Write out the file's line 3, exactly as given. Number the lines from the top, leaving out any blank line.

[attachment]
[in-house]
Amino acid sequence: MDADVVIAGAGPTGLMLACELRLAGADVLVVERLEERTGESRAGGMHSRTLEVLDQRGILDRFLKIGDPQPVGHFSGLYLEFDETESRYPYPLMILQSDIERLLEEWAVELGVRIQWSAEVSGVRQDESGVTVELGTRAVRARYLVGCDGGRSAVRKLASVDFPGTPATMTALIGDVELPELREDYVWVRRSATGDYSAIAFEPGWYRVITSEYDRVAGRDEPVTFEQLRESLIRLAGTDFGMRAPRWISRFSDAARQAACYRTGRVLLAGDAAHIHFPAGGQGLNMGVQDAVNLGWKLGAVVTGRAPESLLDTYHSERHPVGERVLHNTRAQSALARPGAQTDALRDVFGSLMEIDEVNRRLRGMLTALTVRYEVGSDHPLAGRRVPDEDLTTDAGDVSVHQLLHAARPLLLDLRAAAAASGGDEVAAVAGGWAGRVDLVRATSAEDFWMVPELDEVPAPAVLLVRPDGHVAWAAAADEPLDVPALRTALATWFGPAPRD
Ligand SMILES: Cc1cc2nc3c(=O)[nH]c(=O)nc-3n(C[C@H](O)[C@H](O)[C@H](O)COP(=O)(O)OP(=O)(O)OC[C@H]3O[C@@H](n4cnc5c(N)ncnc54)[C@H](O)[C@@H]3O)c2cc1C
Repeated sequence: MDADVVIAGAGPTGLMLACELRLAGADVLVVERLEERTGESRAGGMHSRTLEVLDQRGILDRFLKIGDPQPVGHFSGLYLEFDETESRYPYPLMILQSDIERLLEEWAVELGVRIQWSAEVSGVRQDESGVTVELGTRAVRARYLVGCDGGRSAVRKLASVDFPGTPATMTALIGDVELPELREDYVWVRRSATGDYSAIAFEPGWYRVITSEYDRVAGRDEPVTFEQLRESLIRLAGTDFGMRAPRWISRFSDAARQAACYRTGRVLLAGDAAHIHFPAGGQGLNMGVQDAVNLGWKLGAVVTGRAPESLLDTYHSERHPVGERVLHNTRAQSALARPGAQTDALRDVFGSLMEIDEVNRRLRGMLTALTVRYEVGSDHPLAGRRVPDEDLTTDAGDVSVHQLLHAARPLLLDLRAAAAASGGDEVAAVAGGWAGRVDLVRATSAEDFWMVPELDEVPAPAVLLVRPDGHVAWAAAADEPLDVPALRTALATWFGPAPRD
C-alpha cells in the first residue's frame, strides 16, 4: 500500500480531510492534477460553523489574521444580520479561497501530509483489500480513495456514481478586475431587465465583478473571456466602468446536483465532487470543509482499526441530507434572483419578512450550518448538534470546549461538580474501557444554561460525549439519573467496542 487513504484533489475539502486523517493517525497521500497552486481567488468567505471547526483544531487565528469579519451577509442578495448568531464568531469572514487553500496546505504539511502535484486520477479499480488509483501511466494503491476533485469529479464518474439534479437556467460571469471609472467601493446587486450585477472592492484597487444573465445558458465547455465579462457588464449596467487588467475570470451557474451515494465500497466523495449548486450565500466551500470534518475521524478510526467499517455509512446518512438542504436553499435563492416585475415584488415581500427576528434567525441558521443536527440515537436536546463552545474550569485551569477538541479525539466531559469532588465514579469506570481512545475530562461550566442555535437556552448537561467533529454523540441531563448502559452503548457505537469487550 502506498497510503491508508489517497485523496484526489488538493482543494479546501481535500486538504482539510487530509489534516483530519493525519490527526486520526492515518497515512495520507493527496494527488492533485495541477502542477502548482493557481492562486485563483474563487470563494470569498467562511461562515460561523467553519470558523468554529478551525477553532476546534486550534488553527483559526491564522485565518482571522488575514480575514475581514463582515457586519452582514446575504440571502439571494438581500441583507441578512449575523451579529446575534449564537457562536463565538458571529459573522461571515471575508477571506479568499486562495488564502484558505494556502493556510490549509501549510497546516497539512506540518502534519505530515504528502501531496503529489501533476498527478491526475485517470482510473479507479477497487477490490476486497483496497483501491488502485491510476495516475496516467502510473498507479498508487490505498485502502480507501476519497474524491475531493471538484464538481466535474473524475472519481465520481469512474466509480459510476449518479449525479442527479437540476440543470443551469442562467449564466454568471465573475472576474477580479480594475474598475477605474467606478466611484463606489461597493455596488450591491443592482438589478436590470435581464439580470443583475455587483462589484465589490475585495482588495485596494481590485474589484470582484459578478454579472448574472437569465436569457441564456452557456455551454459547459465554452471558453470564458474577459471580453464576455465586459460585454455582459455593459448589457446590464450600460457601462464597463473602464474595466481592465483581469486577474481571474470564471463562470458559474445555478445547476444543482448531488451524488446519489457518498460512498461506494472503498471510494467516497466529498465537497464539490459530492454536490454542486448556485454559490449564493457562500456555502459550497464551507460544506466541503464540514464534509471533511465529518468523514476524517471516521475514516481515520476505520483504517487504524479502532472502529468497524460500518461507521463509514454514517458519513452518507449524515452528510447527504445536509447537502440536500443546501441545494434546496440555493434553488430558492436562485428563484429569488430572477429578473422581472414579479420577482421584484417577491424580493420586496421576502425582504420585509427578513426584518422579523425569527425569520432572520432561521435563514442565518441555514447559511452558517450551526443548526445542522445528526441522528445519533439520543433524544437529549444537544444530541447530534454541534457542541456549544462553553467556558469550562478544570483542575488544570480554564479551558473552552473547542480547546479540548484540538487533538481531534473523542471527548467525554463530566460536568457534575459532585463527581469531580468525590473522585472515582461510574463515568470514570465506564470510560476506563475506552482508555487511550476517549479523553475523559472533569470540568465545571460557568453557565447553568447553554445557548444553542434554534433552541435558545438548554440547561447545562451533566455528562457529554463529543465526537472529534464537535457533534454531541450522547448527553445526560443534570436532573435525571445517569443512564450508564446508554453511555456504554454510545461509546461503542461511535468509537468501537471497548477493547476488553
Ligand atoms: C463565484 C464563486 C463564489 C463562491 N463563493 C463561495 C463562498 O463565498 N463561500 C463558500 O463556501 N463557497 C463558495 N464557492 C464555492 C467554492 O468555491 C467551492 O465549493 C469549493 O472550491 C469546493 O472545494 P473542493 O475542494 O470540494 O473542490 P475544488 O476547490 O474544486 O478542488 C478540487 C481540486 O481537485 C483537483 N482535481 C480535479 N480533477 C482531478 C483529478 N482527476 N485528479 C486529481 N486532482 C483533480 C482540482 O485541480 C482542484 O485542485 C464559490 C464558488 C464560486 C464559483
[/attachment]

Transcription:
Ligand SMILES: Cc1cc2nc3c(=O)[nH]c(=O)nc-3n(C[C@H](O)[C@H](O)[C@H](O)COP(=O)(O)OP(=O)(O)OC[C@H]3O[C@@H](n4cnc5c(N)ncnc54)[C@H](O)[C@@H]3O)c2cc1C